Every now and again things come into sharp focus.
It happened to me this morning. Tears instantly poured down my cheeks.
I’ve been following several news stories that tugged my heart strings, and, like I’ve told you before, I try to read the news not as information but as calling and discernment. The first story is the horrific abuse of developmentally disabled students at the Corpus Christi State School. Going back at least two years, staffers have pitted students against each other in hand to hand combat – for fun. In a world where guns, bombs, invasions, WWE, Ultimate Fighting, and Hockey brawls are seen as acceptable, why not?
Second are the two stories of mass shooting in Alabama and Germany. These are even worse, though at least not as systemic. Sylvia alerted me to a school shooting in Southern Germany where a 17 year old student shot and killed 15 people, then turned the gun on himself. Southern Alabama also witnessed the grisly murder of 9 people before he also killed himself. Stories like these are as tragic as they are terrifying.
In both cases, my anger boiled, my heart broke, and my mind struggled to comprehend. Why God why? And, how do we respond?
Then I opened my devotional book Thursday morning, Take Our Moments and Our Days: An Anabaptist Prayer Book for Advent through Pentecost. In only 10 words of scripture, things snapped into clear focus. “When he was insulted, he did not insult in return.” I felt like I was sitting in the chair at the eye doctor when they ask you, “Can you read the bottom line?” Yes! Throughout the New Testament we are confronted with the story of a man whose soul was so deep he could absorb the anxiety, anger, and hatred around him, without continuing the cycle of violence and pain. Jesus, the Son of God, took upon himself the insults of the entire world, and yet, though justified, did not respond in kind. He took violence of the physical, verbal, social, and spiritual kind upon himself and let it die with him on the cross.
“When he was insulted, he did not insult in return. When he was threatened, he did not threaten.” “Return evil with good.” “Love your enemies, and do good to those who hate you. Bless those who curse you. Pray for those who abuse you.” This is the witness of Jesus.
These powerful words, overlaid upon the stories of violence in our world, become a lens through which we can see rightly. First we see our world as it really is: broken, insulted, in pain, suffering alone with little hope, disconnected from true community, and feeling backed into a wall. The reason these words about Christ stand out so starkly, is because the obverse is so plainly normal. Standard procedure is to lash out when we feel insulted and alone. We threaten others when our sense of identity is itself threatened. This is basic human nature, writ large. This is modern political policy, embodied worldwide. No story illustrates this better than Jesus story, the story of a man caught in the normal cogs of fear and hatred. This too, is the story of Tim Kretschmer of Germany and Michael McLendon of Alabama, who both claimed insult and neglect as motive. Kretschmer, who before his wild shooting spree, told various acquaintances he was suffering, how tired of being persecuted and mocked he was, how out of options he felt he was, and how ready he was to make the world stand up and take notice. McLendon, likewise, left behind a long list of people he felt had wronged him. Threatened, their only known response was to threaten in return. How terribly tragic. How painfully normal.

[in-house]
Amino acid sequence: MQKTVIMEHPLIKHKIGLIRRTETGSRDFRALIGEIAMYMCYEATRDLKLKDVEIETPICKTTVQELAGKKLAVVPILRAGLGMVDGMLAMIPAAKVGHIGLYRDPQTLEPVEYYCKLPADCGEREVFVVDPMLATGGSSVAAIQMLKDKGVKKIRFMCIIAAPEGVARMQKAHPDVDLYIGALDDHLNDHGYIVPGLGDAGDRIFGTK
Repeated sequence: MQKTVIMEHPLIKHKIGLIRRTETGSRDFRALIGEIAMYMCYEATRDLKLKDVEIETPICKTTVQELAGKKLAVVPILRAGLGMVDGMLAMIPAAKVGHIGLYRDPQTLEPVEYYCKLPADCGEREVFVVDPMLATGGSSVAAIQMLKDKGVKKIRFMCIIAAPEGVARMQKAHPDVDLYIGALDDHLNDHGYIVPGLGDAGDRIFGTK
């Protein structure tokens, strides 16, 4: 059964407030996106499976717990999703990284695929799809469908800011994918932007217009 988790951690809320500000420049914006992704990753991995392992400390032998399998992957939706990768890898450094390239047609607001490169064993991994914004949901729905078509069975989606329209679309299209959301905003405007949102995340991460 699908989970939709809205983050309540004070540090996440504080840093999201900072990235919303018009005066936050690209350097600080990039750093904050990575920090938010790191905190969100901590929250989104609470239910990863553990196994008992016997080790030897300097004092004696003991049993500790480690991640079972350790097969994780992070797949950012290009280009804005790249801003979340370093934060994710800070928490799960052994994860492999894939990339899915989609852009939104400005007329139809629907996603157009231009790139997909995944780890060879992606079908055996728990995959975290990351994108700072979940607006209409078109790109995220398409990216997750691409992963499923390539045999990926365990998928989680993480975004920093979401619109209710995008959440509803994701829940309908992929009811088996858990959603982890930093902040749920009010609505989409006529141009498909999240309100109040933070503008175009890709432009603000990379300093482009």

Second, these words begin to show how we might navigate our faithful response through the landscape of brokenness that is planet earth. Our text goes on to remind us Jesus “left an example for you that you should follow in his footsteps.” How can we respond? We respond by proclaiming, modeling, and teaching the gospel of peace. Peace, nonviolence, conflict restoration, compassionate communication, these are the way forward in a world gone mad. Followers of Christ today must be committed to stopping the cycles of violence in our world, and to teaching others to do likewise. This needs to happen at the individual level, the group level, the local level, the international level, and the environmental level. And the church must lead the way. We are, after all, people who claim not only to “believe in” Jesus, but people who actually believe him when he lays out for us this strategy for the healing of both the human heart and the world community. Perhaps we begin such a campaign through our loving prayerful response for both victim and perpetrator in the above stories.
Our world desperately needs the gospel of peace. This is the only Truth that makes sense of our world, the only story that brings into stark focus the realities of our world. How can we, as a peace church, be a part of a campaign for peace on earth? I believe it’s time we stop sitting on our most treasured prize, and embrace this Anabaptist distinctive for the healing of the nations.
Finally, our bold vision for ourselves as a congregation is that we would participate in the Transformation of the world. We’ve acknowledged this is only possible through the transformation of ourselves first and foremost. Thus my prayer is for us to embrace the gospel of peace, and, like Jesus, when insulted, to not insult in return. When threatened, let us not threaten in return.
The Peace of the Lord is with you!
We are Houston Mennonite Church.
And this is what we value.